A former Swedish prosecutor has written an op-ed for the newspaper Svenska Dagbladet, where he suggests the country’s office in charge of pursuing the case against WikiLeaks editor-in-chief Julian Assange terminate it entirely.
Rolf Hillegren urges the Prosecutor General to reverse the decision to reopen the investigation, revoke the detention order and withdraw the arrest warrant.
For three years, Sweden has been trying to have him extradited so he can be questioned on sexual allegations made by two women. He sought and obtained asylum from Ecuador and has been living in the Ecuadorean embassy in the United Kingdom since June 2012.
Hillegren’s op-ed is in Swedish, but he does not think Sweden needs to extradite Assange to question him. The evidence for the case leaked, and it is unlikely that an interview will yield anything that would make it possible to prosecute him.
“Is it reasonable that someone in an embassy in London has no way for the next 27 years to leave the building, whilst the Swedes could remedy the situation without significant disadvantage to anyone?” Hillegren asks.
He summarizes: “Julian Assange visited Sweden in 2010 as a celebrated hero. But the visit had repercussions he hadn’t counted on. Two women he’d spent time with were worried they’d contracted HIV and therefore went to the police, the one to support the other. The police decided to open a criminal complaint, so Assange was arraigned, arrested, and interrogated. The prosecutor closed the investigation as far as the more serious allegation; what was left was an accusation of molestation, even that one very questionable. Assange stayed in the country a while after the warrant was rescinded. So no, he did not try to evade ‘Swedish justice.'”
Hillegren adds, “The situation between Assange and the women mostly involves disagreements about the use of condoms – a type of litigation that is not usually decided in our courts.”
He does not fail to recognize that the women, who have made allegations against Assange, have suffered. Yet, for them, Hillegren suggests that Sweden do what it should have done a long time ago and take responsibility with an unconventional solution.”
Pay the damages that would have been awarded if Assange had been “convicted of crimes” for which he was detained. This will avoid a end scenario where the women are “sidelined by the judiciary.”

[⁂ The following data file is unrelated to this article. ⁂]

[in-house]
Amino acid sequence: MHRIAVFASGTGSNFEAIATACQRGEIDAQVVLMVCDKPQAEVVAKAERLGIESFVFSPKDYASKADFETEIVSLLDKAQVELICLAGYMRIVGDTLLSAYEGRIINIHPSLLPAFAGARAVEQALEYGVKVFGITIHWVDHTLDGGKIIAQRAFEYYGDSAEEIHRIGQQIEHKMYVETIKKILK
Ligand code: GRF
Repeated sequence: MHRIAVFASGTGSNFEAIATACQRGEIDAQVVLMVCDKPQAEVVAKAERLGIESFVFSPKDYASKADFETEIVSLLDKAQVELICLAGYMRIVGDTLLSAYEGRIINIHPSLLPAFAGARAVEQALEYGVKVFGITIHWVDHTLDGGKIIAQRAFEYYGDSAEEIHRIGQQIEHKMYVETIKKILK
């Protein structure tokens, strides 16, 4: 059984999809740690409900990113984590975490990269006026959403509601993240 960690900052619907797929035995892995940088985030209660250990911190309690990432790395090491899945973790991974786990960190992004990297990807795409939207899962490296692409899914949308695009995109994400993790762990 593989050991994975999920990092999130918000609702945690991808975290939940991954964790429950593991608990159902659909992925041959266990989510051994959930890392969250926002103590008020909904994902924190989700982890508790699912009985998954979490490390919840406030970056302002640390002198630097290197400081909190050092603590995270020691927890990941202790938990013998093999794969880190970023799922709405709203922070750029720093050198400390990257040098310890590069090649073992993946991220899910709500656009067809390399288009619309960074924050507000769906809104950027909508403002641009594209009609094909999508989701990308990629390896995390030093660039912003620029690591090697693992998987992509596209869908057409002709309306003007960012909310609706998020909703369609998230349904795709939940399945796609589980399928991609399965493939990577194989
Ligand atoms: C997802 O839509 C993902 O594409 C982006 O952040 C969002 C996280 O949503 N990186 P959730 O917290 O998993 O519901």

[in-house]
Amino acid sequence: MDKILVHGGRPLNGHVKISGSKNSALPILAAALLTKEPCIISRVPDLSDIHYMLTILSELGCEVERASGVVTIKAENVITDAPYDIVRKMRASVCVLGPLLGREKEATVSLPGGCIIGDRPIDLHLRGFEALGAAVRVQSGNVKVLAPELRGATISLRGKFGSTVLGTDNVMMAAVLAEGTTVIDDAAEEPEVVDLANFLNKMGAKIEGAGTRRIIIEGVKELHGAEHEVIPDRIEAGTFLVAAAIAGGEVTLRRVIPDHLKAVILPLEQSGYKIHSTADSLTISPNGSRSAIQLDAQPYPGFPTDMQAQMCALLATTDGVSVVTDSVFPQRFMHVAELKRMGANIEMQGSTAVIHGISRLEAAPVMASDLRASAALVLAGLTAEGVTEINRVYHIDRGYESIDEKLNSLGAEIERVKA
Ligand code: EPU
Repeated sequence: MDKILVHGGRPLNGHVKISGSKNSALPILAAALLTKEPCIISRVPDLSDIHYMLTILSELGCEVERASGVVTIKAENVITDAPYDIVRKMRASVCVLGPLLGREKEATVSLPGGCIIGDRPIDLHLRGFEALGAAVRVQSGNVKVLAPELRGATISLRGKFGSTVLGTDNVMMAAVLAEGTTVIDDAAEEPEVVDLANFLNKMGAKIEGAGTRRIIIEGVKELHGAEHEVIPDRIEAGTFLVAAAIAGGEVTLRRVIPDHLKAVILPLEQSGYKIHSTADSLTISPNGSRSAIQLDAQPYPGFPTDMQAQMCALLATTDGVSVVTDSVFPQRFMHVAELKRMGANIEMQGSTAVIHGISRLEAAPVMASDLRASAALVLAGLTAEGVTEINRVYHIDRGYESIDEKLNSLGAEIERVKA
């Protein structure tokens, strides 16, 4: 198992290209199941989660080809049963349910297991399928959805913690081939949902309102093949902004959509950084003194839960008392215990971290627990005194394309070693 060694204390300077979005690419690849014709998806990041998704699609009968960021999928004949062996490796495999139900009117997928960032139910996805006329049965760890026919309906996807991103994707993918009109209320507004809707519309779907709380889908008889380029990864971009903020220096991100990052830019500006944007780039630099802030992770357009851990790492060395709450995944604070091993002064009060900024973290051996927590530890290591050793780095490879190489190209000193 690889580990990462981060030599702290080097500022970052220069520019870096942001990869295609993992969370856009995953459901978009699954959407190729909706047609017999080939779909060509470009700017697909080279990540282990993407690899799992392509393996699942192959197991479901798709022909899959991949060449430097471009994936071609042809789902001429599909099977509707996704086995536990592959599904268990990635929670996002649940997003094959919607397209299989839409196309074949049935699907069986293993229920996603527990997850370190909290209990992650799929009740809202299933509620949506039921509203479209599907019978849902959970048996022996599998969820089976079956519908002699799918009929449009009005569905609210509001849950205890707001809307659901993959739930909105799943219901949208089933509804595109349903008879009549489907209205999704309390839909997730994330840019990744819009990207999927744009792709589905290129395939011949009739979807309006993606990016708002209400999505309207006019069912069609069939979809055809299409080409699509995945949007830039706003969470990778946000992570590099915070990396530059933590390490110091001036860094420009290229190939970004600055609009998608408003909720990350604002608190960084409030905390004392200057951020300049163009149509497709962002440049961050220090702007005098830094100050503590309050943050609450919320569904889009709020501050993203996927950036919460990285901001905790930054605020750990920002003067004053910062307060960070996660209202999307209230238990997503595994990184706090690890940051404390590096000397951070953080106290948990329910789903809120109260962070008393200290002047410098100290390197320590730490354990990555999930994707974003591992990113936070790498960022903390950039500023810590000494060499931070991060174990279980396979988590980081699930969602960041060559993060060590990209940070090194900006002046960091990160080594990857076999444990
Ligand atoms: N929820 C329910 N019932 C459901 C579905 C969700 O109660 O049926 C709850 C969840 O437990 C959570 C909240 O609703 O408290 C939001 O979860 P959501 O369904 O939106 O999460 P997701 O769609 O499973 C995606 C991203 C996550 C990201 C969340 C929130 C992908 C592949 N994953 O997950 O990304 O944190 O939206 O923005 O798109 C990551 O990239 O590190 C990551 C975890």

“This solution is appealing, not least in view of the State’s responsibility for the situation and the fact that women undeservedly suffered a well publicized injury,” according to Hillegren.
The case was closed in 2010 and then reopened. Hillegren asserts that this decision to close the case was reasonable.
The op-ed is significant, obviously, because of the background of the author. Hillegren has some authority to express an opinion that Sweden should have terminated the case long ago. But will this have any effect on Swedish authorities?
What would it mean for Assange if the case were terminated by Swedish authorities?
One would think that after all the time he has spent in the Ecuadorean embassy, he would want to take advantage of asylum and go to Ecuador.
Even if the Swedish case was terminated, it is unlikely that Assange would believe he had the freedom to move without being targeted by the United States. His lawyers are still advising him that the US may indict him on charges.
Translation of Hillegren’s op-ed here.
Rolf Hillegren made comments about rape in 2009 that led him to be condemned. Commenting on new guidelines for rape cases, he said, “When one says rape one thinks mostly of really nasty rapes. But take a man and a woman who know each other and the woman says she doesn’t feel like it today, but the man just goes ahead anyway. Sure, it is not very nice, but maybe not worth two years in prison. It is more like a regulatory offense.”
Peter Sunde, who is one of the founders of The Pirate Bay, reported him to the Ombudsman of Justice.
Photo by acidpolly, used under Creative Commons license